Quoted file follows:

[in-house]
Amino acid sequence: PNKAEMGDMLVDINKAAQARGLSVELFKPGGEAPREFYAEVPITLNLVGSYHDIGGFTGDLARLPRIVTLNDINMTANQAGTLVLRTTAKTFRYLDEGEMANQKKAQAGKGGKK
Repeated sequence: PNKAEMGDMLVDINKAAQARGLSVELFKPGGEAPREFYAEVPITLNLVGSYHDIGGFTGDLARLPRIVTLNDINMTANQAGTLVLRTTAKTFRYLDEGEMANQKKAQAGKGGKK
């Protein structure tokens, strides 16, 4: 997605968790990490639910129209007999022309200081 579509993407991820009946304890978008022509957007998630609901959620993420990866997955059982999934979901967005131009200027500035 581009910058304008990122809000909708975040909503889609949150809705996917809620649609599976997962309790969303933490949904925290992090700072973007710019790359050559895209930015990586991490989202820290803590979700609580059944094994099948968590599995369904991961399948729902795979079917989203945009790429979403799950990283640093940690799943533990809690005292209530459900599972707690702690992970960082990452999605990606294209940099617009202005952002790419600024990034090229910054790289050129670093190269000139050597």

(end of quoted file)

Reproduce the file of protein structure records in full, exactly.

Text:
[in-house]
Amino acid sequence: PNKAEMGDMLVDINKAAQARGLSVELFKPGGEAPREFYAEVPITLNLVGSYHDIGGFTGDLARLPRIVTLNDINMTANQAGTLVLRTTAKTFRYLDEGEMANQKKAQAGKGGKK
Repeated sequence: PNKAEMGDMLVDINKAAQARGLSVELFKPGGEAPREFYAEVPITLNLVGSYHDIGGFTGDLARLPRIVTLNDINMTANQAGTLVLRTTAKTFRYLDEGEMANQKKAQAGKGGKK
């Protein structure tokens, strides 16, 4: 997605968790990490639910129209007999022309200081 579509993407991820009946304890978008022509957007998630609901959620993420990866997955059982999934979901967005131009200027500035 581009910058304008990122809000909708975040909503889609949150809705996917809620649609599976997962309790969303933490949904925290992090700072973007710019790359050559895209930015990586991490989202820290803590979700609580059944094994099948968590599995369904991961399948729902795979079917989203945009790429979403799950990283640093940690799943533990809690005292209530459900599972707690702690992970960082990452999605990606294209940099617009202005952002790419600024990034090229910054790289050129670093190269000139050597």